Matryoshka and Perfect Language Resolution. On the Complex Art of Writing Abstracts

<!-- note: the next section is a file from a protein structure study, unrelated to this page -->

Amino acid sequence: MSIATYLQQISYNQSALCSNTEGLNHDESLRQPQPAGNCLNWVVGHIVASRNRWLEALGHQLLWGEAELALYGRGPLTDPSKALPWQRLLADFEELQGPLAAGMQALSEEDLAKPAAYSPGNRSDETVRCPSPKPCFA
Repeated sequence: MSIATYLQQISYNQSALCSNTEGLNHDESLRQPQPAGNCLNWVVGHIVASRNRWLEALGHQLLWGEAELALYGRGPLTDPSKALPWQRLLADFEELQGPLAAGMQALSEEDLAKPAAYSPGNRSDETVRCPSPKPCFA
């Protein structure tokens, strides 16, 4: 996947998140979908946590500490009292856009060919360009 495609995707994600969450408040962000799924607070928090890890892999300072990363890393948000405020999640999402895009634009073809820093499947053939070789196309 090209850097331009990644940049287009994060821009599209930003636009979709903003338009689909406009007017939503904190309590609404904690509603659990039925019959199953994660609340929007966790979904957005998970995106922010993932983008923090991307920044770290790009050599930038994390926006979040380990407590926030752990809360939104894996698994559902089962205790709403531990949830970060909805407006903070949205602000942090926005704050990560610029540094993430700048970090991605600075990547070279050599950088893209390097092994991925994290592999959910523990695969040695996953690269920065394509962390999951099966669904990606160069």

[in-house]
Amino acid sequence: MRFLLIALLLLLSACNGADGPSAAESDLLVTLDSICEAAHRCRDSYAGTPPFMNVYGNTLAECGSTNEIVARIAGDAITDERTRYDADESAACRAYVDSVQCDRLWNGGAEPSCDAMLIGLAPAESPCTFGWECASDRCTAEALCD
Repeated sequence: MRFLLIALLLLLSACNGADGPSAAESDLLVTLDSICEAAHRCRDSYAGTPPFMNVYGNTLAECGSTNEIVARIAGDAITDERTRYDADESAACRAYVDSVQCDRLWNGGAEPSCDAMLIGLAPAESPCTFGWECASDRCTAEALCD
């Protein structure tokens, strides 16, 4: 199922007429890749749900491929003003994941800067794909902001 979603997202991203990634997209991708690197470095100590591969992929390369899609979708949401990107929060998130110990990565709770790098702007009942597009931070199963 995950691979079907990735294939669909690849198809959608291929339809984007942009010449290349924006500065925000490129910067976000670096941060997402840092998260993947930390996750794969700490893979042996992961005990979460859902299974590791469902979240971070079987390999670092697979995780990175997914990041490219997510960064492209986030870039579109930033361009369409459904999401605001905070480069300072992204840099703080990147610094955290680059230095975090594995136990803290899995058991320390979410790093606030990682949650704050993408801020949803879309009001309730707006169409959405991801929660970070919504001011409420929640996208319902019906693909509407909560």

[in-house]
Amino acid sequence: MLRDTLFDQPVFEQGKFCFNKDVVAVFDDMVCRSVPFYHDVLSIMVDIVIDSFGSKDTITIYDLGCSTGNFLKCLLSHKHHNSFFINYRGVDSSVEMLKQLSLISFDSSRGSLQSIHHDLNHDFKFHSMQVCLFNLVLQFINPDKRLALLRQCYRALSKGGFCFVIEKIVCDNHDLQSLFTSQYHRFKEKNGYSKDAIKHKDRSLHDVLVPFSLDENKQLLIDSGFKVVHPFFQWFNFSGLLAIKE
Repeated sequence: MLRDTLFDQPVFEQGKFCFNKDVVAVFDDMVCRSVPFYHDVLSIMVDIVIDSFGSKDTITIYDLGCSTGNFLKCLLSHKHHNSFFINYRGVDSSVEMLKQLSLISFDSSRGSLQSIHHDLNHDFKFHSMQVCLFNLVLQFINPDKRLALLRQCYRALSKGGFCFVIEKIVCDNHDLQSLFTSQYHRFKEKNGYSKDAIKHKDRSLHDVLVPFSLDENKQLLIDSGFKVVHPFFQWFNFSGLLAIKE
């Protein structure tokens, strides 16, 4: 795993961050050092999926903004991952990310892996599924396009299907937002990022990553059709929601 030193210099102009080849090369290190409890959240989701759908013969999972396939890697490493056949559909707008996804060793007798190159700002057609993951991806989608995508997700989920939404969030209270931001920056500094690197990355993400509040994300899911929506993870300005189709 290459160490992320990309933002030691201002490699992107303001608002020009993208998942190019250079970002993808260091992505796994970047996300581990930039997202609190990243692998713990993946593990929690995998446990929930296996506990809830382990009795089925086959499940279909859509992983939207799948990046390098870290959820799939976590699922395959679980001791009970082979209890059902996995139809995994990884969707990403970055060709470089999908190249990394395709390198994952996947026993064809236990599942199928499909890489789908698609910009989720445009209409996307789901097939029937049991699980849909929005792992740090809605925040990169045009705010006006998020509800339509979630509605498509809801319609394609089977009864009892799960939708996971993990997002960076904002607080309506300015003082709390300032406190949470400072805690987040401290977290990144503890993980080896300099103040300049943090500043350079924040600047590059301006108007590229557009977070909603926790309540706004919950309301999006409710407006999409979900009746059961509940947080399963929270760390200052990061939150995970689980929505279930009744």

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In the article, we examine the need to adapt the abstract of an article or other scientific text to the recipient and scientific indexing content by scientific search engines and databases. We argue that the summary is not the same as the abstract and must have a specific shape and that the degree of use of specialist terminology is of great importance for the visibility of the text on the web. Due to the development of scientific communication and publishing in the open-access model, authors should master the basics of abstractology. Research funding agencies, scientific institutions, research centres and the public expect it from them. The dissemination and popularization of science are associated with the visibility of research results and the art of writing abstracts. The research was based on the authors’ experience, observation of the scientific community and available texts on scientific jargon/terminology, abstract writing methods and ASEO techniques. The analysis showed that the abstract of a scientific text is better indexed by scientific databases and search engines when it contains keywords and phrases and that the abstract written in a language understandable to the recipient is read more willingly and helps to disseminate the theses contained in the article. It follows that the abstract should be written in accordance with the possibilities and limitations of tools indexing scientific texts and tailored to the recipient depending on his competencies: we will write an abstract differently for experts evaluating scientific grants and different when it is to popularize science outside the academic environment. Terminology should be used sparingly. The abstract is worth repeating the keywords for the article itself, but without overusing the jargon.
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